A nature journalist’s memoir of her husband’s battle with depression, balanced against her own discovery of the stars.
In opening, DeBlieu (Wind, 1998) reminds us that 1995 was the year when a Japanese amateur astronomer discovered the comet Hyukatake. At that same time, her mother-in-law was diagnosed with a serious case of cancer, and her husband, Jeff, was traveling back and forth between coastal North Carolina and his mother’s home in Mississippi. We learn a bit of the history of their courtship, when both were reporters in Oregon, and of DeBlieu’s first impressions of Jeff’s family, a colorful bunch of southerners. We also learn that Jeff’s mother suffered from depression and had even been hospitalized for it. And as his mother’s cancer later progressed, Jeff’s own stress began to show. But the comet and the stars also had a powerful emotional effect on DeBlieu. Previously, she’d barely known the names of three or four constellations, but now she began to go out at night with binoculars and look up at the sky, almost overcome by its beauty and mystery. The narrative of her growing knowledge of the stars and of the history of astronomy alternates with Jeff’s story, which entered a crisis stage after his mother’s death. Apparently small events ignited arguments, and the couple’s young son was caught in the middle. Eventually, Jeff’s work began to suffer. Given a choice between resigning and taking medical leave, he chose the latter. As he recovered, DeBlieu built a metaphorical bridge between her own growing understanding of the stars and her understanding of the depths of the human mind. With the arrival of Hale-Bopp in 1998, she and her husband celebrated his emergence from depression.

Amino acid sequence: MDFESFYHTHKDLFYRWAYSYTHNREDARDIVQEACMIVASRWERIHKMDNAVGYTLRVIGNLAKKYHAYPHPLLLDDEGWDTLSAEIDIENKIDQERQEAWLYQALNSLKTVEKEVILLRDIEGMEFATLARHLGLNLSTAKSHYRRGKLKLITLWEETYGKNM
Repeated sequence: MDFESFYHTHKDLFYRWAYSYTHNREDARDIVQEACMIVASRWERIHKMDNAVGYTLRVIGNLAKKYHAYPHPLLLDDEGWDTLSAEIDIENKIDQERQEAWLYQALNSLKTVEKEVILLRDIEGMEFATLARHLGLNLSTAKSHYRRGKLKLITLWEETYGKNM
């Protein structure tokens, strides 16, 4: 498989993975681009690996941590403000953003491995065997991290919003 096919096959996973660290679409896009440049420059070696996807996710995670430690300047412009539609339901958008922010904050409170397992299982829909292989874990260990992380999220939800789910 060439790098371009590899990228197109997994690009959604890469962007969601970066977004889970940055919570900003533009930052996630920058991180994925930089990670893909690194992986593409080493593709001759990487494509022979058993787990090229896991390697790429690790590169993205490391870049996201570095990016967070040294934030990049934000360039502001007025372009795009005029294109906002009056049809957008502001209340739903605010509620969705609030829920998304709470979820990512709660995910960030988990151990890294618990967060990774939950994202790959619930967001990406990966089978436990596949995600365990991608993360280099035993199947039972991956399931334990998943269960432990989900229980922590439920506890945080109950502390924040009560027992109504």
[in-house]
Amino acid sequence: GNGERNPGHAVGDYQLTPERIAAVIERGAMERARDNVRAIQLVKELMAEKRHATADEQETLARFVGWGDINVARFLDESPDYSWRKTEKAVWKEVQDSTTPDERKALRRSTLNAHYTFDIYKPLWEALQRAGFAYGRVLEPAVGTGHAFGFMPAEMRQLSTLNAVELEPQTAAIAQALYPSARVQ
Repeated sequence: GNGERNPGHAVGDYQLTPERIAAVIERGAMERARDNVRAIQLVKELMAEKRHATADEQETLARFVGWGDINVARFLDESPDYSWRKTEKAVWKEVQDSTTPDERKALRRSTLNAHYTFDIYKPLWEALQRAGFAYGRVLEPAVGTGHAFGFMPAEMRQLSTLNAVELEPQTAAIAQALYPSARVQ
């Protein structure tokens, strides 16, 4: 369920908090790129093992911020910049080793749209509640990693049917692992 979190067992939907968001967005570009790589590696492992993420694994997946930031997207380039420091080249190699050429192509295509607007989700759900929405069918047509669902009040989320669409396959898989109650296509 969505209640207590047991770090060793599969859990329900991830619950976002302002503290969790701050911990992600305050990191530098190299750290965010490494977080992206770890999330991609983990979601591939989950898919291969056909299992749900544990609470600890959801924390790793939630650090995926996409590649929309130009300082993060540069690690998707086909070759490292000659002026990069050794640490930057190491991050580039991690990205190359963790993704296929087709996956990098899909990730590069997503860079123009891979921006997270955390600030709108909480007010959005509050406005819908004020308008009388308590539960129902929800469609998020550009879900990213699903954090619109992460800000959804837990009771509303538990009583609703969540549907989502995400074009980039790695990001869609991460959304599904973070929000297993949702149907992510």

While the connections here between astronomy and psychology are ultimately subjective, its emotional message comes through: well written, often moving.